- St. 2019, c.6 § 2A Funding to alleviate the lack of federal funding for family planning
- St. 2018, c.155 An act relative to reproductive health. Amends MGL c.112, § 12Q, and MGL c.272, § 21A.
Repeals MGL c.272, §§ 19-21 (Effective July 27, 2018)
- MGL c.112, § 12I Right of refusal of medical staff
- MGL c.112, § 12J Experimentation on fetuses prohibited
- MGL c.112, § 12K Definitions
- MGL c.112, § 12N Punishment for violation of 12L or 12M
- MGL c.112, § 12O Protection of unborn child
- MGL c.112, § 12P Preservation of life and health of child
- MGL c.112, § 12Q Restrictions on abortions performed under Sec. 12L or 12M; emergency excepted
- MGL c.112, § 12R Written statement of reasons for 12M
- MGL c.112, § 12S Consent; parental consent for minors
- MGL c.112, § 12T Punishment for violation of 12O-12R
- MGL c.112, § 12U Enjoining performance of abortion
- MGL c.266, § 120E1/2 Protesters may be required to move back to 25 feet away from the entrance if police determine they have "substantially impeded access to or departure from an entrance or driveway to a reproductive health care facility."
- MGL c.272, § 21A Furnishing drugs, articles or information for prevention of pregnancy or conception
- MGL c.272, § 21B No privately controlled hospital or other health facility shall be required to admit any patient for the purpose of performing an abortion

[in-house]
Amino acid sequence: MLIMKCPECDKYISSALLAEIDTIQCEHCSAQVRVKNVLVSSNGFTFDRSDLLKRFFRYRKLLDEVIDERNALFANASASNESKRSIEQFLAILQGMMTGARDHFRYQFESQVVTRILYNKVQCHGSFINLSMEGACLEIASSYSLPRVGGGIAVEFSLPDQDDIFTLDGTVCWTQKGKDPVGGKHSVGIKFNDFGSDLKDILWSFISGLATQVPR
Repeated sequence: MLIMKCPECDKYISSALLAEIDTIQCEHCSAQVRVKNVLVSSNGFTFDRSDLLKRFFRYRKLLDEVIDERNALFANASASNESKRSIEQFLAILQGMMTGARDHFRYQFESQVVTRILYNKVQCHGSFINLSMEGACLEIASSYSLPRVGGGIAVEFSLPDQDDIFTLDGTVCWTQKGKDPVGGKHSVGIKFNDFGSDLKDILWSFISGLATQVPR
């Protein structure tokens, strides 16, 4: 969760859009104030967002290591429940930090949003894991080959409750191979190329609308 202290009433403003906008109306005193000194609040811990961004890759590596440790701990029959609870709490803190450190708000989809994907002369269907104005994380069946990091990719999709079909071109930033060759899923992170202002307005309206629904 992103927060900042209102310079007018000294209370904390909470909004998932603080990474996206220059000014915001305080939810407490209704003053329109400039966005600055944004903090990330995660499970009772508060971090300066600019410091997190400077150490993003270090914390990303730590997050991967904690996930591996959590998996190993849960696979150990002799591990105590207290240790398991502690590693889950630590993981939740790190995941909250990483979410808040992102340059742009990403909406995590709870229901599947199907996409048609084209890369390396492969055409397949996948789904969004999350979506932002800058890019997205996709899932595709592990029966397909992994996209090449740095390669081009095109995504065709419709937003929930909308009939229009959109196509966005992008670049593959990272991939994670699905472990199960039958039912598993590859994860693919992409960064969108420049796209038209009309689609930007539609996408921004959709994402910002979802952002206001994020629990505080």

45 CFR Part 88 Protecting statutory conscience rights in health care, effective July 22, 2019
Allows health workers to refuse to perform or assist medical procedures, like abortion, sterilization, or assisted suicide, if it violates their “conscience” or religion. It applies to health care institutions receiving federal funding.
Superior Court Standing Order 5-81: Uniform procedures regarding petitions for abortion authorization under G.L. c.112, § 12
Petition under G.L. c. 112, § 12S (Mary Moe petition)
Used to request a court order authorizing a doctor to perform an abortion on a minor without parental consent
Selected case law
Roe v. Wade , 410 U.S. 113 (1973)
The court held that a woman's constitutional right to privacy encompassed her decision to terminate a pregnancy. The right was not unrestricted as states have an interest in regulating abortions during the later stages of pregnancy.
Gonzales v. Carhart , 550 U.S. 124 (2007)
The Supreme Court upheld a federal law prohibiting so-called "partial birth" abortion.
June Medical Services, LLC v. Russo, __ U.S. __ , 140 S.Ct. 2013 (2020)
A Louisiana law requiring all abortion providers to have admitting privileges at a hospital within 30 miles, was ruled unconstitutional.
McCullen v. Coakley , 573 U.S. 464 (2014)
The earlier Massachusetts abortion clinic buffer zone, MGL c.266, s.120E1/2 , held unconstitutional. "The buffer zones burden substantially more speech than necessary to achieve the Commonwealth's asserted interests... Given the vital First Amendment interests at stake, it is not enough for Massachusetts simply to say that other approaches have not worked."
Moe v. Sec. of Admin. and Finance , 382 Mass. 629 (1981)